Leading in stressful times
By By Lt. Col. Joseph J. Narrigan , Commander, 45th Medical Operations Squadron
/ Published September 10, 2009
PATRICK AIR FORCE BASE, FL -- Leading in stressful times
By Lt. Col. Joseph J. Narrigan
Commander, 45th Medical Operations Squadron
I am confident in saying that leading is easier when all is going well. I am equally confident when I say that life is a contact sport so my first sentence won't get us very far.
Studies have shown leaders can prepare for their roles during stressful situations. Leaders, first and foremost, must have a solid understanding of and competence for the tasks at hand.
In high-stress situations leaders must have a sight picture that is as accurate as possible, be able to quickly think through decision trees, while proactively considering whats next.
As leaders we seldom have all the information we would like when making
decisions, so it is better to make our decision(s) based on what is realistically obtainable rather than develop "paralysis by analysis."
Make the best decisions possible and reflect at a later time.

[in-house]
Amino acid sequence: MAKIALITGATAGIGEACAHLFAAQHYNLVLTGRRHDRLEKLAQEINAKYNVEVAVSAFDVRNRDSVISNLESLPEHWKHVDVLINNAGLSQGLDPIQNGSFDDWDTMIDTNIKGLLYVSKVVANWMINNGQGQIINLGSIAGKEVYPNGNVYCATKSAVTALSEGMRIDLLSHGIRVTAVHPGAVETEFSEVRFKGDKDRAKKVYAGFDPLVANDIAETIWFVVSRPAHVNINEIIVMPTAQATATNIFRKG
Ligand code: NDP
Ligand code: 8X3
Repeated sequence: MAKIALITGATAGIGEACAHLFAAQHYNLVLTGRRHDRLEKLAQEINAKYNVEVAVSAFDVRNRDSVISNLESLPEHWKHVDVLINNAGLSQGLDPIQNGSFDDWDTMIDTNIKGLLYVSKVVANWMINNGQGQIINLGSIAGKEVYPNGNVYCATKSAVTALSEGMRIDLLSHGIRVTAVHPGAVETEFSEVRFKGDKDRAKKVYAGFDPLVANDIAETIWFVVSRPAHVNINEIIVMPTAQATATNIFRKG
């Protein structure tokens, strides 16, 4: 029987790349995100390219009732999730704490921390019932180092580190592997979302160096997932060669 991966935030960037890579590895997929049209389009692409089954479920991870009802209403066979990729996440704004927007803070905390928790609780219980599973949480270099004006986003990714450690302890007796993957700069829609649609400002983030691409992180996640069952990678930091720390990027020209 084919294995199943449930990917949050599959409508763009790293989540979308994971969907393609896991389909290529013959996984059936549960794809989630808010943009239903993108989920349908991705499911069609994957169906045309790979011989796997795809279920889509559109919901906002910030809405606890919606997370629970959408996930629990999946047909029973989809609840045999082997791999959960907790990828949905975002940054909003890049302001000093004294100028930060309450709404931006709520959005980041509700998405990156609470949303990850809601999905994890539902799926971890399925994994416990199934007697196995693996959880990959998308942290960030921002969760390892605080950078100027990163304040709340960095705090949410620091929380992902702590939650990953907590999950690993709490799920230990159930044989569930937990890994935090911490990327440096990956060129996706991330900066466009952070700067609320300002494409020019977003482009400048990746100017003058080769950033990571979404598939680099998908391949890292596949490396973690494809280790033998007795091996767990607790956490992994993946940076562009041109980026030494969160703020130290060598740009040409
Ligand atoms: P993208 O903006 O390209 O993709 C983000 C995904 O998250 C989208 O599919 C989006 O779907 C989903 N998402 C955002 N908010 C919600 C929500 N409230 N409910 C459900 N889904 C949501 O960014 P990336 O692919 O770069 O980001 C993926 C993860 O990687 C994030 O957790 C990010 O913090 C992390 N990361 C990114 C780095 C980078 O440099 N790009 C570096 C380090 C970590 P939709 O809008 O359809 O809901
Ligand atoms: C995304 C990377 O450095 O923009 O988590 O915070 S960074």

Not being able to think ahead and through many possible outcomes/ scenarios can impair the mission through delayed decisions or outward signs of insecurity.
These outward signs can affect the morale by a breach in trust. Airmen know leaders are faced with difficult decisions but are willing to follow if trust is established.
Effective leaders must be able to weigh events and determine what truly matters and when it will matter, if at all. One cannot have their "hair on fire"all the time ... followers will lose the ability to know when an action or event is critically important.
Situational leadership requires flexibility. In many instances leaders can and, in my opinion, should be somewhat democratic in allowing subordinates to provide input into the decision making process. But, when required, leaders must be able to switch into an authoritative mode and give clear unwavering guidance.
No matter the situation, people need to know and trust their leaders care. Leaders must have a vulnerable humanistic facet that conveys appreciation for the feelings and sacrifices of others. It is empathy, not uncontrolled emotions, that cements a leader and followers for a common good.
My challenge: Critically think through what matters, and mentally prepare in easy times for the stressful times to come.